(No. 7.) The French government, zealous of giving to the United States proofs of its attachment, had commenced negotiations with the regency of Algiers, in order to put an end to the war which that power was making on the commerce of the United States. The minister for foreign affairs, by a letter of the 5th January, 1794, instructed the predecessor of the undersigned to communicate to the federal government the steps which the French government had taken in this respect. The predecessor of the undersigned in consequence wrote to the secretary of state, on the 16th Prairial in the 2d year, the following letter_“I have already had the pleasure, Sir, to inform you, verbally, of the interest which the committee of public safety of the National Convention had early taken in the truly unhappy situation of your commerce in the Mediterranean. “ I now fulfil the duty imposed on me by the

government, by calling to your recollection in writing, the steps which are to be taken by our agent with the dey of Algiers, for repressing this new

maneuvre

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manoeuvre of the British administration, which has put the finishing stroke to its proofs of malevo. lence towards free people. The dispatch of the minister communicating this measure to ine, is dated the 5th January, and did not come to my hands till fifteen days ago; I do not yet know by what route ; I could have wished it had been less tardy in coming to me, that I might sooner have fulfilled the agreeable task of proving to you by facts, the protestations of friendship of which I have so often spoken in the name of the Republic of France.

« The information which I shall receive from Europe in a little time, will doubtless possess me of the success of those negotiations which were to have been opened in January last. If the situation of your affairs is yet such with respect to that barbarous regency as that our intervention may be of some utility, I pray you to invite the president to cause to be communicated to ine the means that he will join to those of the committee of public safety, for the greatest success of the measures already taken. It is in virtue of the express request of the minister that I solicit of the president some communication on this subject; I shall be satisfied to be able to transmit it by a very early conveyance which I am now preparing for France."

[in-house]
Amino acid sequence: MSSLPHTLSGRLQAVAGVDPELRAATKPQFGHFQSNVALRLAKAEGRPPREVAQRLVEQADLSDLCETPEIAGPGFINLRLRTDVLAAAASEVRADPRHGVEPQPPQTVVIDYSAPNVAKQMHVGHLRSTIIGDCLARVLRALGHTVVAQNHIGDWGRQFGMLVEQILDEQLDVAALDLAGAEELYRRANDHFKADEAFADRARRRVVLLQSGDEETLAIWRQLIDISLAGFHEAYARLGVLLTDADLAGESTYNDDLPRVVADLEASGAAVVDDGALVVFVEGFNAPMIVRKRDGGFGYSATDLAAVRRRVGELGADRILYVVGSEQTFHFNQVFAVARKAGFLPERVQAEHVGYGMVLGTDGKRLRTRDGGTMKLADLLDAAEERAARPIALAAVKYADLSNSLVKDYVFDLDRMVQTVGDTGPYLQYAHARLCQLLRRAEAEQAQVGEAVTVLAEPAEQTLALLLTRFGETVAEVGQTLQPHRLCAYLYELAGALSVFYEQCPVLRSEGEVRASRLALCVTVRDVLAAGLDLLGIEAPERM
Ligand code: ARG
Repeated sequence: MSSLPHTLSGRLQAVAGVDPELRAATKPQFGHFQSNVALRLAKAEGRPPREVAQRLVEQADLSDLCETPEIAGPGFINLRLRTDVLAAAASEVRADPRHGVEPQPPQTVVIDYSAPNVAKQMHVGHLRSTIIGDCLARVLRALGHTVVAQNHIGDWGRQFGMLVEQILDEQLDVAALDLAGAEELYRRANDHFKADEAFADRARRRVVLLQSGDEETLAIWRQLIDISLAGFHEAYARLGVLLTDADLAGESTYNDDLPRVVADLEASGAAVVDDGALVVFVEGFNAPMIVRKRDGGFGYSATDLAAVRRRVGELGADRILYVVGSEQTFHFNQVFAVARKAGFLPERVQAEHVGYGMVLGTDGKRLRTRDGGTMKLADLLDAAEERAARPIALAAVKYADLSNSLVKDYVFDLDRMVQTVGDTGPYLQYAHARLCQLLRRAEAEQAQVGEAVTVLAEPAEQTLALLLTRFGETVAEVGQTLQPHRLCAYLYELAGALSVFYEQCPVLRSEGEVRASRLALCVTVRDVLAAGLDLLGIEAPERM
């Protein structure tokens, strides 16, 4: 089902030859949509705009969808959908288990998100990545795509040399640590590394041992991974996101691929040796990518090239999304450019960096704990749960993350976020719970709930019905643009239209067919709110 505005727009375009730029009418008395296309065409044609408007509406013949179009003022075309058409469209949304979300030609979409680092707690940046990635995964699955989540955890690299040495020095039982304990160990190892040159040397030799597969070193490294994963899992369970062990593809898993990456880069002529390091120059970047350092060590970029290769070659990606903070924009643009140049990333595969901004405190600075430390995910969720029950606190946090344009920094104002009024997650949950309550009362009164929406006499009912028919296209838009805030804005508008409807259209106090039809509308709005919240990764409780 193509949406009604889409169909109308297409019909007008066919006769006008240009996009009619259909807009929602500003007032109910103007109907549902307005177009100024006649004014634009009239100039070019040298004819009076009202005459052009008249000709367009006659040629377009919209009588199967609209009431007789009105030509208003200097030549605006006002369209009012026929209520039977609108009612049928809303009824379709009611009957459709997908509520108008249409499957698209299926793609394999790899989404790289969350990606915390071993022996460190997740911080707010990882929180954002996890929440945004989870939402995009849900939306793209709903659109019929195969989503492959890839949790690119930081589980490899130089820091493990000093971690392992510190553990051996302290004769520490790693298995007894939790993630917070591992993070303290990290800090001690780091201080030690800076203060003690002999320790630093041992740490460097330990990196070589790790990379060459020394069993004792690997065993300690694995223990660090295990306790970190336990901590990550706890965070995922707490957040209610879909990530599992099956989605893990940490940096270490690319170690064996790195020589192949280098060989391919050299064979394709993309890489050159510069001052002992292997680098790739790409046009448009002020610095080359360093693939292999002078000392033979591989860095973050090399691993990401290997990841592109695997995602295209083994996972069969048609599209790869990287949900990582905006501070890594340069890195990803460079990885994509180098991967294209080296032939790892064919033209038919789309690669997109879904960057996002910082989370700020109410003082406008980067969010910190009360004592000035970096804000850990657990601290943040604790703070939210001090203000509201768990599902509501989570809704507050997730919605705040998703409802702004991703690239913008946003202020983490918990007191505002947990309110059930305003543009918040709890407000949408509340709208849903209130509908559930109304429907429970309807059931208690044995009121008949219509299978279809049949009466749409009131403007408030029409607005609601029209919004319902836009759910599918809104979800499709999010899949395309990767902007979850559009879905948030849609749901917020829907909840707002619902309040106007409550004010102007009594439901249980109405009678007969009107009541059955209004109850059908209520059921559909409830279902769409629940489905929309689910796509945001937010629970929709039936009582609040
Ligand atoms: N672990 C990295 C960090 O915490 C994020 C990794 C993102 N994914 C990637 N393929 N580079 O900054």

The secretary of state replied to him on the 6th June, 1794, by a letter of which the following is an extract.

“ Your other letter of the 4th of June, is a powerful demonstration of the interest which the Republic of France takes in our welfare. I will frankly communicate to you our measures and expectations with regard to Algiers; but as you will so soon receive the detail of those measures, which your government has pursued in our behalf, and

after

after the rising of Congress some new arrangements will probably be adopted by the executive, it will be better perhaps to postpone our interview on this matter, until the intelligence, which you further expect, shall arrive.”

Then Mr. Jay was charged to negotiate with the British government--and that citizen Fauchet did not afterwards receive any communication on the subject.

(No. 8.) On the 13th Floréal in the 3d year of the Republic (2d May, 1794) the predecessor of the undersigned minister plenipotentiary expressed himself in these terms to the secretary of state upon the blockade of the French colonies.

“ After so many useless attempts, Sir, you must “ be sensible of the pain I experience in tracing “ this picture so different from that which the " French Republic gives whenever justice towards

you is in question, even though her interests are

compromised. It was when a terrible war was “ incessantly devouring her, that she rigorously “ fulfilled her treaties with you ; in this instance, " she demands but justice, and cannot obtain it. « On the contrary, she sees her enemies admitted “ to an intimacy with you, at the moment in “ which your commerce and your sovereignty “ are alike insulted by them; at the moment when “ adding derision to injustice they despoil you anew upon

the seas, when they promise to in“ demnify you for former acts. This reflection, “ Sir, becomes more grievous when we see posted

up under our eyes the official legalization of a “ proclamation, which prohibits your conimerce “ with our colonies, and suspends to you alone “ the laws of nations. I know, Sir, what respect

imposes on me as to what immediately interests

your affairs and your relations as a people. “ But I cannot entirely pass in silence transac

" tions